The JYU Hornet S is a 280mm sized brushless quadcopter.
Its unique modular design means you can easily remove or add a camera, 2-axis gimbal or other accessories almost instantly.
This sweet camera drone is customizable in a lot of ways that many other drones aren’t. In this review, we’ll be going over all of these features in-depth. Let’s get to it!
Flight Modes & GPS Lock
The JYU Hornet S is a very versatile drone, capable of very smooth and stable or very fast and speedy flights, depending on which flight mode you have it in. These are the three Hornet S flight modes:
- GPS 1: The slowest/most stable flight mode using GPS lock. Extremely slow and good for beginners.
- GPS 2: Still connected to GPS, this mode is just as stable as GPS 1, but slightly faster.
- Manual: No GPS lock. Not as stable but much faster. There is still an angle restriction and it self-levels, so this is different from “acro” mode. By far the fastest mode of the three.
Each mode has their own distinct personality and really allows you to fly the quadcopter to suit your own personal needs.
Are you a beginner just learning how to fly drones for the first time? Go with GPS mode 1. An intermediate pilot looking to fly around and take some stable video footage? GPS 2.
Or maybe you’re just a speed demon who wants to fly as fast as possible, even at the cost of stability. In which case, Manual mode is for you.
GPS Modes 1 & 2 Flight Performance
Now that we’ve talked about what each of the three different flight modes do, let’s talk about how well they actually perform.
They all function and perform a bit differently, so I’ll be reviewing them one by one.
GPS 1 is by far the slowest of the bunch. And when I say slow, I mean sloooooow. This is easily the slowest I’ve ever seen a brushless quadcopter fly. It’s more on par with cheap toy grade quadcopters in terms of speed in this mode. But like I said before, this is the mode you want to start in if you’re a beginner. I definitely don’t recommend this quadcopter for first-time pilots. It’s just too risky. But the option is always there.
I should also mention how stable it is in GPS modes. When properly locked onto the GPS signal, it hovers near perfectly. It might drift around ever so slightly in a light breeze, but for the most part, it hovers near perfectly still, and it even maintains the same amount of stability during flight.
“Manual Mode” Flight Performance
Now that we’ve discussed the extremely smooth and stable flight characteristics of the GPS Modes 1 & 2, it’s time to talk about a whole different beast.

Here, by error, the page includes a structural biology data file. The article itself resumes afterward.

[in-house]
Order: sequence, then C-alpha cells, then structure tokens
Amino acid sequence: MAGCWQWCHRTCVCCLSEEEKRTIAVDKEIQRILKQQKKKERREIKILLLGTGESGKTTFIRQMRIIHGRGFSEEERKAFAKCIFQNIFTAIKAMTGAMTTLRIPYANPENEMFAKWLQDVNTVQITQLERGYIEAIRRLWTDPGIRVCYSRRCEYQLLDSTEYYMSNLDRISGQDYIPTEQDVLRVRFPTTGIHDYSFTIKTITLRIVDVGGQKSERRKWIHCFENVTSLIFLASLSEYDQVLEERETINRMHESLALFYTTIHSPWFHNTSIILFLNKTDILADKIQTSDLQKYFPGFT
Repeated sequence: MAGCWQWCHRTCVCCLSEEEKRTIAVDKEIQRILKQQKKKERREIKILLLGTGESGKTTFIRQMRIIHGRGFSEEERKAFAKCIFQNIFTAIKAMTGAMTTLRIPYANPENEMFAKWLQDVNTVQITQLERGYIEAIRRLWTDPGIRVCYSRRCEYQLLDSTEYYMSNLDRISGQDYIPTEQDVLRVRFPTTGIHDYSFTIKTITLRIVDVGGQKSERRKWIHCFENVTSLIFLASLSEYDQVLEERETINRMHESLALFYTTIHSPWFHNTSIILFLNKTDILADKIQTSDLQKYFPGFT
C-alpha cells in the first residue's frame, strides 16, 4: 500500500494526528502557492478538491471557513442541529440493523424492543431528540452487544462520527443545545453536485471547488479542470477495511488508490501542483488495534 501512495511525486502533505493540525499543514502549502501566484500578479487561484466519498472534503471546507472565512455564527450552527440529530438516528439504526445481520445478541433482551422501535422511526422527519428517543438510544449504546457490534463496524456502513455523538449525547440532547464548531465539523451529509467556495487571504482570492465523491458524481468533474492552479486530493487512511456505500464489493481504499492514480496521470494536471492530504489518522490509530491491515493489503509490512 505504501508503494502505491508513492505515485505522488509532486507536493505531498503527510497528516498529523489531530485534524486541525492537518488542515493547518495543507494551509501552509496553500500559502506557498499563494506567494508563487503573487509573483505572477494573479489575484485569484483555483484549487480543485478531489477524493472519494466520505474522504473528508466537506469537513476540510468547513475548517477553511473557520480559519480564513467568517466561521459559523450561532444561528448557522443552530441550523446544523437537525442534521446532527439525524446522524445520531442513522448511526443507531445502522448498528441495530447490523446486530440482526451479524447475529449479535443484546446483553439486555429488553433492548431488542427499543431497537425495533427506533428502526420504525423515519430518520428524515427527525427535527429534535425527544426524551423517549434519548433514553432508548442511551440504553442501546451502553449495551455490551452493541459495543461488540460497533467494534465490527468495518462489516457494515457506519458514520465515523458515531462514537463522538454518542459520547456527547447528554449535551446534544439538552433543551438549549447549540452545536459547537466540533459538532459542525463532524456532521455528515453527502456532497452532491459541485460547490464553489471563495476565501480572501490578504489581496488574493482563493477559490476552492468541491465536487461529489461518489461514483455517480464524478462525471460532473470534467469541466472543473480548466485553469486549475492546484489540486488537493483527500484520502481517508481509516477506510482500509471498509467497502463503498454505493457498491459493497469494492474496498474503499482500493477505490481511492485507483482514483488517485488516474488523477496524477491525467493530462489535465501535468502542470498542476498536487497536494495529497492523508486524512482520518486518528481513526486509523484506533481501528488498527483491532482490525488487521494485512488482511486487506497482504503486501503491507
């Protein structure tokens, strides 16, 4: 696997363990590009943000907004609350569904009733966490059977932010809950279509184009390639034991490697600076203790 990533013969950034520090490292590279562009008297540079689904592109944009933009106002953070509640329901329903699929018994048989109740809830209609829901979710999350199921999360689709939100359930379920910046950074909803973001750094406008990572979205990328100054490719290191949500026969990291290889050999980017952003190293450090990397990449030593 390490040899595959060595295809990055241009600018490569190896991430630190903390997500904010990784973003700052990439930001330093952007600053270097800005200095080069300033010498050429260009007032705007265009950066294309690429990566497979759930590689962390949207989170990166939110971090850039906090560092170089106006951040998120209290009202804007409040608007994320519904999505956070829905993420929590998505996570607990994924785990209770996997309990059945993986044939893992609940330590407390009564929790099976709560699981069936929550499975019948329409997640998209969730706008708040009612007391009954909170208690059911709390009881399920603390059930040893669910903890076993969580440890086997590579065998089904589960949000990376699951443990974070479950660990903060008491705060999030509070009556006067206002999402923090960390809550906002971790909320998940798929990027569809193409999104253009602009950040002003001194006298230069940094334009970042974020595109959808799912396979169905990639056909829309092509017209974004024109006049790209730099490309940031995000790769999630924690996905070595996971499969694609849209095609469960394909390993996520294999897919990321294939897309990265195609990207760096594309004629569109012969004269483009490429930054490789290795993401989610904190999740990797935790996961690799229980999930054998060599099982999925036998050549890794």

That’s exactly what manual mode is. It’s completely unique from the GPS modes. It’s not quite as stable since it’s not locked onto any GPS satellites, but in turn, you can fly it faster than ever before. And this drone flies fast.
I spent at least two or three flights flying in a straight line, back and forth at full speed, barely even turning. All because of how amazed I was at how fast this quadcopter flies.
Not only that, but it’s also maneuverable. It can perform extremely tight acrobatics, and funnels, you name it.
The only downside of this manual mode is that it is not really “manual”. This quadcopter’s manual mode is not equivalent to acro mode in other quadcopters. It still self-levels and there is a restriction on the maximum amount of angle you can push it.
High-Quality DJI Style Transmitter
One of the standout features of the JYU Hornet S is by far the amazing transmitter.
It’s designed similarly to the DJI transmitters, but even better in some ways.
It has rubber grips on the sides which help when holding it, and overall feels very comfortable in your hand. The sticks and buttons all feel high-quality. I don’t have much bad to say about this transmitter, other than a large amount of buttons and knobs possibly being overwhelming to a new pilot.
The transmitter has many features and options to activate on the quadcopter such as return to home, automatic takeoff and automatic landing buttons.
Of course, you have your traditional quadcopter functions such as the ability to change your flight mode, activate your camera functions (only with the camera + gimbal module, not with just the FPV module).
And one more amazing feature….
Yet another distinct feature about the JYU Hornet that you don’t see often enough is the ability to customize your LEDs.
Now, the Hornet’s LEDs are in 4 pods underneath each one of the motors and are very visible during flight. Their visibility in itself is a huge perk, but then…. BUT THEN….
But then you also have the ability to adjust the color or brightness of the LEDs right from the transmitter!
You have the option to switch between red, blue and green lights and can switch between them at any time. If you prefer not to use any LEDs, you can dim them completely to preserve battery life.
One of the unique things about the JYU Hornet S is its modular design.
Underneath the quadcopter, there is a port which will allow you to easily insert the specially designed 2-axis gimbal or 1080p camera with little to no hassle. This is an awesome feature since you can easily swap out accessories without having to spend time unscrewing and taking things apart.